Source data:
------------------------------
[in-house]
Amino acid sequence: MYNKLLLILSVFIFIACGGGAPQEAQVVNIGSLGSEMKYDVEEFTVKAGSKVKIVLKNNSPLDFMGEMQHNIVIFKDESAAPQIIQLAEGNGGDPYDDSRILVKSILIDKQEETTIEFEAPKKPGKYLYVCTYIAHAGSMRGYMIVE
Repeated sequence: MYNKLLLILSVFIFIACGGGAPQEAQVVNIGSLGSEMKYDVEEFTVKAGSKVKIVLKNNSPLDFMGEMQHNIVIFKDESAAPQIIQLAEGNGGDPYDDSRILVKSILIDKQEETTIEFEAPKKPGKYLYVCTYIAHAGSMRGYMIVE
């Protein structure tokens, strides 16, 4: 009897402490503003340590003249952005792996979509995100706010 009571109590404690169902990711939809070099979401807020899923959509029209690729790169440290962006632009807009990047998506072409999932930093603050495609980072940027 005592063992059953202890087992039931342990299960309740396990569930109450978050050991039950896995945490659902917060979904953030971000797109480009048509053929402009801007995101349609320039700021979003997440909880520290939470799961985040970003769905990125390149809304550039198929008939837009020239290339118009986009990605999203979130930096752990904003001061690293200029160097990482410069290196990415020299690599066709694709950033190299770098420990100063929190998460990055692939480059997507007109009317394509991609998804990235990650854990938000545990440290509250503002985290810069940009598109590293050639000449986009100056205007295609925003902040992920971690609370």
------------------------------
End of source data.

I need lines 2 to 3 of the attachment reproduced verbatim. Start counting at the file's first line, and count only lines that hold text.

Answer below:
Amino acid sequence: MYNKLLLILSVFIFIACGGGAPQEAQVVNIGSLGSEMKYDVEEFTVKAGSKVKIVLKNNSPLDFMGEMQHNIVIFKDESAAPQIIQLAEGNGGDPYDDSRILVKSILIDKQEETTIEFEAPKKPGKYLYVCTYIAHAGSMRGYMIVE
Repeated sequence: MYNKLLLILSVFIFIACGGGAPQEAQVVNIGSLGSEMKYDVEEFTVKAGSKVKIVLKNNSPLDFMGEMQHNIVIFKDESAAPQIIQLAEGNGGDPYDDSRILVKSILIDKQEETTIEFEAPKKPGKYLYVCTYIAHAGSMRGYMIVE